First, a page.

You don’t necessarily need a protein skimmer, depending on your filter type. However, it doesn’t hurt to have one.
A protein skimmer removes dissolved organic compounds (DOC) directly from the water before it goes through the biological filtration process. In a nutshell, it helps lighten the load for the filter.
Powerheads (Or Wavemakers)
This item is ideal for helping provide more oxygen to the tank. It moves the water around to keep the flow going faster than an air stone does with bubbles. You may need more than one powerhead, depending on your aquarium size.
Air Pumps And Air Stones
You can get these items if you have a piece of decor that requires them. However, air stones can cause salt creep. Since salt is corrosive, salt creep occurs when the bubbles splash outside the tank, causing salt crystals to stick to other surfaces, making a mess.
Seasalt Mix And Hydrometer (Or Refractometer)
A reef aquarium is for species that inhabit the ocean or saltwater areas. What makes a marine tank a saltwater environment is the salt. Therefore, when setting up the aquarium with water, you must add the right amount of salt to help the environment and your fish thrive.
Substrate And Live Rock
For saltwater tanks, there are several substrates you can use. For example, there’s sand, crushed coral, and other types. Choose flooring for your tank that will work well with the decor and water flow. For instance, if you have a big water flow, you don’t want the sand to float around.
Live rock is also important to have. Most marine species are territorial. They’ll need places to rest and hide. So, plenty of live rock to help provide hiding spots and shade is ideal.
Test Kits, Additives, And Supplements
Like freshwater tanks, you must routinely test the water using marine testing strips. These tests will ensure the water is healthy and clean for your fish to live well.
Since your aquarium has live rock, you must keep those healthy. So, adding calcium (limewater or kalkwasser) will help.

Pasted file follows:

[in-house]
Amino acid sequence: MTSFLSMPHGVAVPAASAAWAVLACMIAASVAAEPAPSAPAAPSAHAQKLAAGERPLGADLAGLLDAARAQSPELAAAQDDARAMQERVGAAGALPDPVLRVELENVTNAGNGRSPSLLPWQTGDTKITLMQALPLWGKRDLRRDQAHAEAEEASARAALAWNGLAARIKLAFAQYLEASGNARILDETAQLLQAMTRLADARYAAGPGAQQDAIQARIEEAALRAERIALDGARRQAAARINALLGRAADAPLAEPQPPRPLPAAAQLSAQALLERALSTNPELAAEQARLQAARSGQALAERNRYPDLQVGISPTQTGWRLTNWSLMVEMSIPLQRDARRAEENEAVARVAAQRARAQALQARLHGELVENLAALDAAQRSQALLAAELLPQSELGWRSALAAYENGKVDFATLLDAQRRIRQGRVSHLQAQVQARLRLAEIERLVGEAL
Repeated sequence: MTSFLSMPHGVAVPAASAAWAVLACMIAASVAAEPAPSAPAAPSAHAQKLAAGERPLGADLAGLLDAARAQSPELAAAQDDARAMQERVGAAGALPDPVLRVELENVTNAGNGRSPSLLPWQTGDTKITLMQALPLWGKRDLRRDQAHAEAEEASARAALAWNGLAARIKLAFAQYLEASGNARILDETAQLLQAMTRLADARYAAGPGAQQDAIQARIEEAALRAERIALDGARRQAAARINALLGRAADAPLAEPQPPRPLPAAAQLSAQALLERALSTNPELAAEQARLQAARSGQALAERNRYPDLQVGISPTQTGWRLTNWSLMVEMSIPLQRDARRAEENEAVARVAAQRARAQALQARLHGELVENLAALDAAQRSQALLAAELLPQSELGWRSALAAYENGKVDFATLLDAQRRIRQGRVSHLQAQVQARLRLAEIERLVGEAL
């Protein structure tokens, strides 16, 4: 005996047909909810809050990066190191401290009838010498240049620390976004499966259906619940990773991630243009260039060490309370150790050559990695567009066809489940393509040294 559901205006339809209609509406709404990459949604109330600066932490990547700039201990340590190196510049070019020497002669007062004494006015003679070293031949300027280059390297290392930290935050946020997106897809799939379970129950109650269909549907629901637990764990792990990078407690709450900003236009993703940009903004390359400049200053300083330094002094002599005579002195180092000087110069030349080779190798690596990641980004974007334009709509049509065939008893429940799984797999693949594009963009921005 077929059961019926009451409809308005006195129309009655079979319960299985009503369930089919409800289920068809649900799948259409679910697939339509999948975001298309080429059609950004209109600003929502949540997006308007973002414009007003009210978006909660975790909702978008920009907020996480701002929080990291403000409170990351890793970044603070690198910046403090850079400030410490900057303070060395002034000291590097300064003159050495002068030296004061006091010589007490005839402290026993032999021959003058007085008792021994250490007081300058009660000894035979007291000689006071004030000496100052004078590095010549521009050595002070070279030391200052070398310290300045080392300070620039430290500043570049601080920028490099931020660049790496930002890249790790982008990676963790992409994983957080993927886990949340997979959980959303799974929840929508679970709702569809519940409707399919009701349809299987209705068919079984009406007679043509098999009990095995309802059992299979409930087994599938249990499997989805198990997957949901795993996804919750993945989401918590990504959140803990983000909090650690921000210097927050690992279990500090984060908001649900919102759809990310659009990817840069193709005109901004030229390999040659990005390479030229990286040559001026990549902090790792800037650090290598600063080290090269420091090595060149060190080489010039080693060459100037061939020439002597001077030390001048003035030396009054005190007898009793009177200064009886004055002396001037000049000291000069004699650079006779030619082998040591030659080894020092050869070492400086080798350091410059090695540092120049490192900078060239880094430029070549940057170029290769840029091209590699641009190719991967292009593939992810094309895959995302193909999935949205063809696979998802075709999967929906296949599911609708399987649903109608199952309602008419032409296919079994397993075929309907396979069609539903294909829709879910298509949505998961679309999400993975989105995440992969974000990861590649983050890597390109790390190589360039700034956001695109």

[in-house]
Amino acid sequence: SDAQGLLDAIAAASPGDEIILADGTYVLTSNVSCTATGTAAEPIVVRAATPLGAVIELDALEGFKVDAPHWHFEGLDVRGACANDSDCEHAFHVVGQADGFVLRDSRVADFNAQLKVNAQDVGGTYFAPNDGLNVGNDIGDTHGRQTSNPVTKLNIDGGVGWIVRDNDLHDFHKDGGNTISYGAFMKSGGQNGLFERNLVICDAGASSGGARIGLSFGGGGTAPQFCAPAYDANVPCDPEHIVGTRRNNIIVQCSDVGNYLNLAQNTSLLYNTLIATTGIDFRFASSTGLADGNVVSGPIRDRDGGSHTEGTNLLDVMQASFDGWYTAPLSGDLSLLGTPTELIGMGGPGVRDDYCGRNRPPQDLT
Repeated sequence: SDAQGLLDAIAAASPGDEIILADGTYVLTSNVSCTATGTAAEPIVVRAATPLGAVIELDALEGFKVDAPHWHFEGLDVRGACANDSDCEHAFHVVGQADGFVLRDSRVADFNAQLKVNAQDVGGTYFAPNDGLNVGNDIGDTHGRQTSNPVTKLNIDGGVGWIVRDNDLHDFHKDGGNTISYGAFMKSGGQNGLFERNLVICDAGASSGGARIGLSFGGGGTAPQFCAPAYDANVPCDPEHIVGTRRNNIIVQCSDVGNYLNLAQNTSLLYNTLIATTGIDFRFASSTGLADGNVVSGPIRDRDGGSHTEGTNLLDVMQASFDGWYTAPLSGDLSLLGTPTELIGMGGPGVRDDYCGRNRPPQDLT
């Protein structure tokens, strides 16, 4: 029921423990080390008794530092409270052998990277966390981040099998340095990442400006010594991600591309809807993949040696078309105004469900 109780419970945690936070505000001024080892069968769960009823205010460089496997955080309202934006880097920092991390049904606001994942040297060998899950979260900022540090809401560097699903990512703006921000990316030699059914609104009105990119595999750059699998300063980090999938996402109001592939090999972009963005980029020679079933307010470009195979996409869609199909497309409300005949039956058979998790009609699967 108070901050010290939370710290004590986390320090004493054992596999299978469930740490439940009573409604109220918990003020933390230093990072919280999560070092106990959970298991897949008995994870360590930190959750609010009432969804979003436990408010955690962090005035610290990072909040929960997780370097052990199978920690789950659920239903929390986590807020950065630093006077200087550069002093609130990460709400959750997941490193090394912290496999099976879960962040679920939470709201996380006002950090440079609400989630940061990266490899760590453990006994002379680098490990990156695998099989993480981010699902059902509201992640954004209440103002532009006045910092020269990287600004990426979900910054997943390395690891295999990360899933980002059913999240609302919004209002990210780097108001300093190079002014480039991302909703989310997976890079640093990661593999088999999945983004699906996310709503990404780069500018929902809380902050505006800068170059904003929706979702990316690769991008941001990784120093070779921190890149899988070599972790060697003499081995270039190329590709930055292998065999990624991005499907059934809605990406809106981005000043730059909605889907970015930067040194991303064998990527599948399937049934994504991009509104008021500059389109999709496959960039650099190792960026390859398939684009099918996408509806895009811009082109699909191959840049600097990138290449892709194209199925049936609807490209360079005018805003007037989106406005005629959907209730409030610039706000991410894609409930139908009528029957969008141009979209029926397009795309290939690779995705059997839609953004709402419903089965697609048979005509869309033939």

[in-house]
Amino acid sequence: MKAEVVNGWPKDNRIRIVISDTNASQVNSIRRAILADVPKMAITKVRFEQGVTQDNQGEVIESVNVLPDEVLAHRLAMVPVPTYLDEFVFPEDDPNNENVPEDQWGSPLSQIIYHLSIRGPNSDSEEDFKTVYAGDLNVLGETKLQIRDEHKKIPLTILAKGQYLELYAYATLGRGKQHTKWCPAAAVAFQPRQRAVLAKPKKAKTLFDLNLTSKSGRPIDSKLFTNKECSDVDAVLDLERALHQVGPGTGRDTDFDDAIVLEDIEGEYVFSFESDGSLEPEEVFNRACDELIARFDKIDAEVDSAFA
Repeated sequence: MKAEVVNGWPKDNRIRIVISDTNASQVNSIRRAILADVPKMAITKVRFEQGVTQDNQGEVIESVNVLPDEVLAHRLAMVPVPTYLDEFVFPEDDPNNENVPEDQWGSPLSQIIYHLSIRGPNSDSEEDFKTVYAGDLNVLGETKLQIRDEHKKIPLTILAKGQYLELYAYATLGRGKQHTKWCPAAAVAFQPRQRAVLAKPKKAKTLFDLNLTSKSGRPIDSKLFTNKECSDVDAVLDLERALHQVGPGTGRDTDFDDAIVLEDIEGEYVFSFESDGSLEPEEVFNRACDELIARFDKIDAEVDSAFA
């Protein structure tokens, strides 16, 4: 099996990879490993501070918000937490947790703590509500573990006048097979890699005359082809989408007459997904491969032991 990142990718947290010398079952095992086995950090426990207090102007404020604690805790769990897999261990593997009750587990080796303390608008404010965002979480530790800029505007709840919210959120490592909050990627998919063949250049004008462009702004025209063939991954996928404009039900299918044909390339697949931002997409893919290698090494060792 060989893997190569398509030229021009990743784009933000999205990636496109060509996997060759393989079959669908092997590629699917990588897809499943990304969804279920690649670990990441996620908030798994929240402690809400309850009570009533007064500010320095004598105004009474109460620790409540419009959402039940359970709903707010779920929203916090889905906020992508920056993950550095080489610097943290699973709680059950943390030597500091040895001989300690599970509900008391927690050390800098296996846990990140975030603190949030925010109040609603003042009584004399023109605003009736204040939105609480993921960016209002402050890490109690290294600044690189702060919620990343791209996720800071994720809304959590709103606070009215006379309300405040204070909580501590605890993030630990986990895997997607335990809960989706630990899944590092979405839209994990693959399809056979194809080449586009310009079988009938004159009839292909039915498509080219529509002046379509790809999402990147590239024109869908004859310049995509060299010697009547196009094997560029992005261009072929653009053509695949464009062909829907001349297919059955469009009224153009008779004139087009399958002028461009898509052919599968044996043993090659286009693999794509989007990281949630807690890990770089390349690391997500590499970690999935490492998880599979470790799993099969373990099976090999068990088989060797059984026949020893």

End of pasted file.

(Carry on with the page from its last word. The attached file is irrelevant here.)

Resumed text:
Other supplements might be needed. For example, if you have crustaceans in your tank, iodine must be on your list.
Once you have everything, you’ll need to feed your fish when you get them. Be sure to buy high-quality fish food appropriate for the species you plan to buy.
Once your marine aquarium is set up, you must maintain and keep it clean. To do that, you’ll need the following items:
- Fish nets
- Algae Scrubber
Add Fish And Enjoy
Once you have everything you need, you can set up the tank. Give it a few weeks to establish, and then you can add fish. Slowly add three to five fish to allow them time to acclimate. Over time, you’ll have a beautiful saltwater aquarium.
Rachel Poli is a content writer and author, but her real job is being a stay-at-home pet mom. Her zoo currently consists of a dog, a cat, two turtles, and two fish tanks. She’s also an avid pet sitter for a few local families, caring for various animals.
After realizing how little information there is for pet sitters on the internet, Rachel decided to start her own animal website. She strives to educate pet parents and pet sitters about the overall care of our furry friends.